Undoubtedly, it is high in protein. However, when stacked up against other meat-based foods, beef jerky does not necessarily require refrigeration. In this light, it becomes convenient and an on-the-go snack. Coupled with the fact that it is extremely delicious, it is no surprise why it is gaining significant popularity, especially among the keto community. But just how healthy is it? Is it just another snack that has gained considerable reputation unjustly? This article answers.
Beef jerky is a simple and historic snack that dates back before the first settlers arrived to the USA. In its simplest definition, it is meat typically beef, cut into smaller elongated dried strips. The National Center for Home Food Preservation posts that jerky can be made from any meat, provided it is lean.
Making beef jerky entails having meat, salt, natural drying methods, and at times various spices to give it a competitive edge in a growing industry. With low fat content, beef jerky is deemed lean meat. Fat is often difficult to dry; that is why it is trimmed off way prior to the actual drying process.
High levels of jerky protein combined with a low caloric count will always be prevalent in beef jerky. Regarded as one of the most important nutrients among those who hit the gym, proteins are beneficial. For instance, they are rich in amino acids that do not only repair and rebuild the muscles, but also allow individuals to recover after vigorous activities. Therefore, if one is looking for a quick on-to-go snack that may keep them filled for some time, then jerky will do the trick. In fact, when compared to taking down a single protein bar, jerky offers more satisfaction and nutrients per calorie.
Just a single ounce of jerky contains 12-15 grams of protein. Additionally, it is also a high-protein low-fat snack-a significant plus. Judging by the fact that it has extremely low-fat content, the snack often has little calories. Some flavored popular beef jerky, for instance, contain between 80-100 calories for just a 1-ounce portion of jerky.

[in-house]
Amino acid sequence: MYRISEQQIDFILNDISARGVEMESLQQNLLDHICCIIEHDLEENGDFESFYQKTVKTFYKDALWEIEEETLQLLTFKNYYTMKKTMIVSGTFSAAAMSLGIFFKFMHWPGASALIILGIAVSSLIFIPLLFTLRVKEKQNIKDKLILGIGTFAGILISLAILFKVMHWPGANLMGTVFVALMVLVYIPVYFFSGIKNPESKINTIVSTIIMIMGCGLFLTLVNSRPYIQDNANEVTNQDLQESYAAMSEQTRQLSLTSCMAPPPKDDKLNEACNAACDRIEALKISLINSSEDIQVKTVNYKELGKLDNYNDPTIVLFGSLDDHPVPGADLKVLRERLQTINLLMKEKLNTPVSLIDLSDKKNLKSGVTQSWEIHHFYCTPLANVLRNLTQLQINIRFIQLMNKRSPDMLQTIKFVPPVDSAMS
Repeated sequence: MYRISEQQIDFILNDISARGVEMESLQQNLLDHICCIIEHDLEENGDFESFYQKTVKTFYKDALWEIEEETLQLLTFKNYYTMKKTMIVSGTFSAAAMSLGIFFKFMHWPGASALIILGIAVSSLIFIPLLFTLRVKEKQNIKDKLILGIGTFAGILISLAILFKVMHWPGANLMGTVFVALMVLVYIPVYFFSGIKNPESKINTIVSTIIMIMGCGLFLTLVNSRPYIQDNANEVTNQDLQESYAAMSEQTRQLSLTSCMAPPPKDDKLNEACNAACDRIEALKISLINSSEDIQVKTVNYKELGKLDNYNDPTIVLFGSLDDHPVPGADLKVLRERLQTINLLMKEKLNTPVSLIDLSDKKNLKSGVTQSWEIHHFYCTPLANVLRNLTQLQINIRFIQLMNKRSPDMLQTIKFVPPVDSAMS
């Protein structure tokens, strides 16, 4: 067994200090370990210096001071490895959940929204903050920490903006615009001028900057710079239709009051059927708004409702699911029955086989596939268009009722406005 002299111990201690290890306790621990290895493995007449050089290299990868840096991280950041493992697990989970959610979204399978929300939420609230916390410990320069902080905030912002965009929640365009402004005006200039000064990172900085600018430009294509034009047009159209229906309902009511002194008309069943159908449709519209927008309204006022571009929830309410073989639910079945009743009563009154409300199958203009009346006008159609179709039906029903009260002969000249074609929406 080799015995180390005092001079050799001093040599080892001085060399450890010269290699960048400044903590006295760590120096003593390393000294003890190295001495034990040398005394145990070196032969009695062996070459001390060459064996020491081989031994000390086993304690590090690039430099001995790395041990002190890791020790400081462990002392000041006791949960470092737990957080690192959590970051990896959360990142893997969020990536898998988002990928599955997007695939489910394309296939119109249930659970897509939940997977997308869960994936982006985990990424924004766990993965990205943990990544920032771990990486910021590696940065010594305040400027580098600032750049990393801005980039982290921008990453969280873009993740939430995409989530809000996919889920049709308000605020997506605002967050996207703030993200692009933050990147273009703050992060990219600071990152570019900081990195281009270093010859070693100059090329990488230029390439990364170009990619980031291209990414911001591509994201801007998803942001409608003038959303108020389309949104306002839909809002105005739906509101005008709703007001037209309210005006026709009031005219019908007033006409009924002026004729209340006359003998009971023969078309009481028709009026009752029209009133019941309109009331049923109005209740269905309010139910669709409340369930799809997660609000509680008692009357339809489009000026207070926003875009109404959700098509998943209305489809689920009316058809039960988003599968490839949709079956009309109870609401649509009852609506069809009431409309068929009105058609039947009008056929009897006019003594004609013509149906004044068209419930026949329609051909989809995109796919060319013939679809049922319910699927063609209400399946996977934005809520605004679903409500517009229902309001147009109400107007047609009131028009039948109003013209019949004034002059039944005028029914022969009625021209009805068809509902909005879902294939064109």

In different lines, all types of meat, including beef jerky, provide a significant dose of zinc and iron, all of which are incredibly essential elements that boost the development of the immune system. Zinc, for instance, contributes towards the rapid healing of fresh wounds. In a similar vein, iron ensures efficient production of the necessary red blood cells in the body. Just one beef jerky serving contains about 1.5 milligrams of iron and contributes the daily goal prescribed by doctors of 8 milligrams a day for men and around 18 milligrams daily for women. A similar serving contains nearly 2 milligrams, slightly short of the 11 and 8 milligrams of zinc that both men and women require daily, respectively – another plus.
Perhaps the most important, yet controversial aspect of beef jerky is the in excess of present sodium element. While it is an essential nutrient that the body highly depends on for survival, it is increasingly overindulged. This is attributed to the fact that it is packaged and preserved. Even more precise, to keep beef jerky dehydrated for long and maintain its tenderized tasty beefy flavor, it has to be packed with a considerable amount of salt. Its important to hydrate and drink enough water when consuming high sodium food products.
Jerky is a great on-to-go snack; high in protein and extremely low on fat. Not only does it help one recover from vigorous activities, but it also contains a variety of other nutrients that are essential to the body.
Critics, however, tend to be picky. Undoubtedly, the sodium content is reasonably high. However, with considerable management and disciplining oneself to at least a serving a day while engaging in consistent physical activities, then it ceases to become a contentious issue. Similarly, most jerky brands have, for decades, stopped incorporating sodium nitrate and MSG in their products, which then dwarfs the grave concerns.
If faced with a sudden need for a snack, or feel like nibbling on something when engaged – just consider beef jerky.